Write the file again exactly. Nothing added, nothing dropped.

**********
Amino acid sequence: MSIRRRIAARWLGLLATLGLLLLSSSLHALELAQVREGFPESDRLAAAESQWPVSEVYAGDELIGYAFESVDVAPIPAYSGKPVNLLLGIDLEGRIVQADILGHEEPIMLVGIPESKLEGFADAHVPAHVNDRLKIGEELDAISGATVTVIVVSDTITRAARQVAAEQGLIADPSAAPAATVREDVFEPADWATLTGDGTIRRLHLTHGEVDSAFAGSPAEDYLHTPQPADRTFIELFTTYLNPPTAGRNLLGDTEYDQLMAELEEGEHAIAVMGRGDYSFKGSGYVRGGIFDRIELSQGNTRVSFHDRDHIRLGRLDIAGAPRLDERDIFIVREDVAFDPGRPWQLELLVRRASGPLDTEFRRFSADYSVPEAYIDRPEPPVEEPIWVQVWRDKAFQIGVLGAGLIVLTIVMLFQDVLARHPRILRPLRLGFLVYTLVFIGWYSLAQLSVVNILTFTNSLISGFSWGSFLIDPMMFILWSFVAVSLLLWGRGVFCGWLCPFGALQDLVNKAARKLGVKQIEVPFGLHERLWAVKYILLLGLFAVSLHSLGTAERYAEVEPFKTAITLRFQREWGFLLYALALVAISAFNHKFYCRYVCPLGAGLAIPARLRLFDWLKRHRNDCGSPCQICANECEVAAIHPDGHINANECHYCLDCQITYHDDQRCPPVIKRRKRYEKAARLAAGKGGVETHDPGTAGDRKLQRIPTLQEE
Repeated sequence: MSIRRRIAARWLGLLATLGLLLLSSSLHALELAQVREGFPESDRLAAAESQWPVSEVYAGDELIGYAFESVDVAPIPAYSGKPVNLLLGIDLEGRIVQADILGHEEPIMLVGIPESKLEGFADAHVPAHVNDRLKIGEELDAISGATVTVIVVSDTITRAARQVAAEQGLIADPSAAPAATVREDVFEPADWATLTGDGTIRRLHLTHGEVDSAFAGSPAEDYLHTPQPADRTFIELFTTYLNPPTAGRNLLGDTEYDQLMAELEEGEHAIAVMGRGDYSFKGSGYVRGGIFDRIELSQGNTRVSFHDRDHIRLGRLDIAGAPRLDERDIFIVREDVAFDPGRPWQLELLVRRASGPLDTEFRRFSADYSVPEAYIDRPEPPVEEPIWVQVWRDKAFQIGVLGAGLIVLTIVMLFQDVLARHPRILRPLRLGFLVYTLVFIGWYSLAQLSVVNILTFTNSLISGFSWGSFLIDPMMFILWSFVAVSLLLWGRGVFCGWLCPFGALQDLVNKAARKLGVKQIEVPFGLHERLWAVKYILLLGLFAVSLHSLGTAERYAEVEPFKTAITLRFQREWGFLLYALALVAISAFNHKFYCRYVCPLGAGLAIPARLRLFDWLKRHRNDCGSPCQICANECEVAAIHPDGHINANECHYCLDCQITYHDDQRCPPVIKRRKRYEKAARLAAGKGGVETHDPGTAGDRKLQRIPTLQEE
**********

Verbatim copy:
Amino acid sequence: MSIRRRIAARWLGLLATLGLLLLSSSLHALELAQVREGFPESDRLAAAESQWPVSEVYAGDELIGYAFESVDVAPIPAYSGKPVNLLLGIDLEGRIVQADILGHEEPIMLVGIPESKLEGFADAHVPAHVNDRLKIGEELDAISGATVTVIVVSDTITRAARQVAAEQGLIADPSAAPAATVREDVFEPADWATLTGDGTIRRLHLTHGEVDSAFAGSPAEDYLHTPQPADRTFIELFTTYLNPPTAGRNLLGDTEYDQLMAELEEGEHAIAVMGRGDYSFKGSGYVRGGIFDRIELSQGNTRVSFHDRDHIRLGRLDIAGAPRLDERDIFIVREDVAFDPGRPWQLELLVRRASGPLDTEFRRFSADYSVPEAYIDRPEPPVEEPIWVQVWRDKAFQIGVLGAGLIVLTIVMLFQDVLARHPRILRPLRLGFLVYTLVFIGWYSLAQLSVVNILTFTNSLISGFSWGSFLIDPMMFILWSFVAVSLLLWGRGVFCGWLCPFGALQDLVNKAARKLGVKQIEVPFGLHERLWAVKYILLLGLFAVSLHSLGTAERYAEVEPFKTAITLRFQREWGFLLYALALVAISAFNHKFYCRYVCPLGAGLAIPARLRLFDWLKRHRNDCGSPCQICANECEVAAIHPDGHINANECHYCLDCQITYHDDQRCPPVIKRRKRYEKAARLAAGKGGVETHDPGTAGDRKLQRIPTLQEE
Repeated sequence: MSIRRRIAARWLGLLATLGLLLLSSSLHALELAQVREGFPESDRLAAAESQWPVSEVYAGDELIGYAFESVDVAPIPAYSGKPVNLLLGIDLEGRIVQADILGHEEPIMLVGIPESKLEGFADAHVPAHVNDRLKIGEELDAISGATVTVIVVSDTITRAARQVAAEQGLIADPSAAPAATVREDVFEPADWATLTGDGTIRRLHLTHGEVDSAFAGSPAEDYLHTPQPADRTFIELFTTYLNPPTAGRNLLGDTEYDQLMAELEEGEHAIAVMGRGDYSFKGSGYVRGGIFDRIELSQGNTRVSFHDRDHIRLGRLDIAGAPRLDERDIFIVREDVAFDPGRPWQLELLVRRASGPLDTEFRRFSADYSVPEAYIDRPEPPVEEPIWVQVWRDKAFQIGVLGAGLIVLTIVMLFQDVLARHPRILRPLRLGFLVYTLVFIGWYSLAQLSVVNILTFTNSLISGFSWGSFLIDPMMFILWSFVAVSLLLWGRGVFCGWLCPFGALQDLVNKAARKLGVKQIEVPFGLHERLWAVKYILLLGLFAVSLHSLGTAERYAEVEPFKTAITLRFQREWGFLLYALALVAISAFNHKFYCRYVCPLGAGLAIPARLRLFDWLKRHRNDCGSPCQICANECEVAAIHPDGHINANECHYCLDCQITYHDDQRCPPVIKRRKRYEKAARLAAGKGGVETHDPGTAGDRKLQRIPTLQEE